speed /ˈspɪd/ 名詞
Speed v. i. [imp. & p. p. Sped Speeded; p. pr. & vb. n. Speeding.]
1. To go; to fare. [Obs.]
To warn him now he is too farre sped. --Remedy of Love.
2. To experience in going; to have any condition, good or ill; to fare.
Ships heretofore in seas like fishes sped;
The mightiest still upon the smallest fed. --Waller.
3. To fare well; to have success; to prosper.
Save London, and send true lawyers their meed!
For whoso wants money with them shall not speed! --Lydgate.
I told ye then he should prevail, and speed
On his bad errand. --Milton.
4. To make haste; to move with celerity.
I have speeded hither with the very extremest inch of possibility. --Shak.
5. To be expedient. [Obs.]
1. Prosperity in an undertaking; favorable issue; success. “For common speed.”
O Lord God of my master Abraham, I pray thee, send me good speed this day. --Gen. xxiv. 12.
2. The act or state of moving swiftly; swiftness; velocity; rapidly; rate of motion; dispatch; as, the speed a horse or a vessel.
Speed, to describe whose swiftness number fails. --Milton.
Note: ☞ In kinematics, speedis sometimes used to denote the amount of velocity without regard to direction of motion, while velocity is not regarded as known unless both the direction and the amount are known.
3. One who, or that which, causes or promotes speed or success. [Obs.] “Hercules be thy speed!”
God speed, Good speed; prosperity. See Godspeed.
Speed gauge, Speed indicator, ∧ Speed recorder Mach., devices for indicating or recording the rate of a body's motion, as the number of revolutions of a shaft in a given time.
Speed lathe Mach., a power lathe with a rapidly revolving spindle, for turning small objects, for polishing, etc.; a hand lathe.
Speed pulley, a cone pulley with steps.
Syn: -- Haste; swiftness; celerity; quickness; dispatch; expedition; hurry; acceleration. See Haste.
Speed, v. t.
1. To cause to be successful, or to prosper; hence, to aid; to favor. “Fortune speed us!”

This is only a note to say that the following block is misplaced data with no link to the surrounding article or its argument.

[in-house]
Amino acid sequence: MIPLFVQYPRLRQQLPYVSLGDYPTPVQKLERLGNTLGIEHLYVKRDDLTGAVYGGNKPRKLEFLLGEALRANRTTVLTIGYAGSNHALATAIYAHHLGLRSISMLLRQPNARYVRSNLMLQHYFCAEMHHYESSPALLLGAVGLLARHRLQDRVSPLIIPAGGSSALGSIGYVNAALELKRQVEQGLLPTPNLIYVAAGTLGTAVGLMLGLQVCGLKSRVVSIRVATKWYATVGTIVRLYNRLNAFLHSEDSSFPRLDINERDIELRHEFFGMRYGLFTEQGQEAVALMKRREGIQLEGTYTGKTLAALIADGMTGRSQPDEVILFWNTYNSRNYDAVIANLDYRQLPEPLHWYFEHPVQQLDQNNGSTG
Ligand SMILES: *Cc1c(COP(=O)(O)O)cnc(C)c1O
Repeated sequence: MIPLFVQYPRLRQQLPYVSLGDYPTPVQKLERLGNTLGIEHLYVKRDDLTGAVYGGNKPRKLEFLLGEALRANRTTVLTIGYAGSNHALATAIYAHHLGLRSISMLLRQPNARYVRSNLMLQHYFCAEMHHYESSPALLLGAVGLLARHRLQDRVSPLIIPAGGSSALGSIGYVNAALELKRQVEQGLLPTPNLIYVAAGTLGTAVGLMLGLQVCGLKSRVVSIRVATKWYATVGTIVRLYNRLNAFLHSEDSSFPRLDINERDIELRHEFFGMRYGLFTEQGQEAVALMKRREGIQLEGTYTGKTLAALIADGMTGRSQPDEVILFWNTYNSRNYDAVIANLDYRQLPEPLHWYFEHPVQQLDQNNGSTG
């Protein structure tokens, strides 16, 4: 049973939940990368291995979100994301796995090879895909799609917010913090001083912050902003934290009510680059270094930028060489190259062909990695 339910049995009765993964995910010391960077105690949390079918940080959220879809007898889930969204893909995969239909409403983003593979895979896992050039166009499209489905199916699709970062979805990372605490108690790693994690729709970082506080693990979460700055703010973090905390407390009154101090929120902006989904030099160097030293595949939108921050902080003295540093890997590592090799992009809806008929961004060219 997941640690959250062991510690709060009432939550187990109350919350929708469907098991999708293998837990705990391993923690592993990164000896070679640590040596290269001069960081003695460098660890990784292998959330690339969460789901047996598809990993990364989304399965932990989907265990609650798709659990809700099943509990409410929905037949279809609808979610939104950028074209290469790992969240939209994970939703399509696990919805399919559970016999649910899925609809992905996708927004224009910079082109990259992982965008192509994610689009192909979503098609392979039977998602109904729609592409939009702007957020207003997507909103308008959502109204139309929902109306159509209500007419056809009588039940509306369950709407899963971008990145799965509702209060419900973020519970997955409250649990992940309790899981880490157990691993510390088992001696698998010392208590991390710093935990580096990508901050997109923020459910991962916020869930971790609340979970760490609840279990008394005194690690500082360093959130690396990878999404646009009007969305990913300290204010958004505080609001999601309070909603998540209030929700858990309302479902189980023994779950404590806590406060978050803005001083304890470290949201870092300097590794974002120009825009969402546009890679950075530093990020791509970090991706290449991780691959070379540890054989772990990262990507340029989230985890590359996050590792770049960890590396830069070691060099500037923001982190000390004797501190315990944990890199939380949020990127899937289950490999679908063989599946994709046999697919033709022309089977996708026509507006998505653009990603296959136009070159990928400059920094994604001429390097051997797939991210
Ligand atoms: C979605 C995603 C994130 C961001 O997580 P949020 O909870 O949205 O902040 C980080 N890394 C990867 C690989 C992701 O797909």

With rising gales that speed their happy flight. --Dryden.
2. To cause to make haste; to dispatch with celerity; to drive at full speed; hence, to hasten; to hurry.
He sped him thence home to his habitation. --Fairfax.
3. To hasten to a conclusion; to expedite.
Judicial acts . . . are sped in open court at the instance of one or both of the parties. --Ayliffe.
4. To hurry to destruction; to put an end to; to ruin; to undo. “Sped with spavins.”
A dire dilemma! either way I 'm sped.
If foes, they write, if friends, they read, me dead. --Pope.
5. To wish success or god fortune to, in any undertaking, especially in setting out upon a journey.
Welcome the coming, speed the parting guest. --Pope.
God speed you, them, etc., may God speed you; or, may you have good speed.
Syn: -- To dispatch; hasten; expedite; accelerate; hurry.
n 1: distance travelled per unit time [syn: velocity]
2: a rate (usually rapid) at which something happens; "the
project advanced with gratifying speed" [syn: swiftness,
3: changing location rapidly [syn: speeding, hurrying]
4: the ratio of the focal length to the diameter of a (camera)
lens system [syn: focal ratio, f number, stop number]
5: a central nervous system stimulant that increases energy and
decreases appetite; used to treat narcolepsy and some
forms of depression [syn: amphetamine, pep pill, upper]
v 1: step on it; "He rushed down the hall to receive his guests";
"The cars raced down the street" [syn: rush, hotfoot,
hasten, hie, race, pelt along, rush along, cannonball
along, bucket along, belt along] [ant: linger]
2: move faster; "The car accelerated" [syn: accelerate, speed
up, quicken] [ant: decelerate]
3: travel at an excessive or illegal velocity; "I got a ticket
4: move very fast; "The runner zipped past us at breakneck
speed" [syn: travel rapidly, hurry, zip]
5: cause to move faster; "He accelerated the car" [syn: accelerate,
speed up] [ant: decelerate]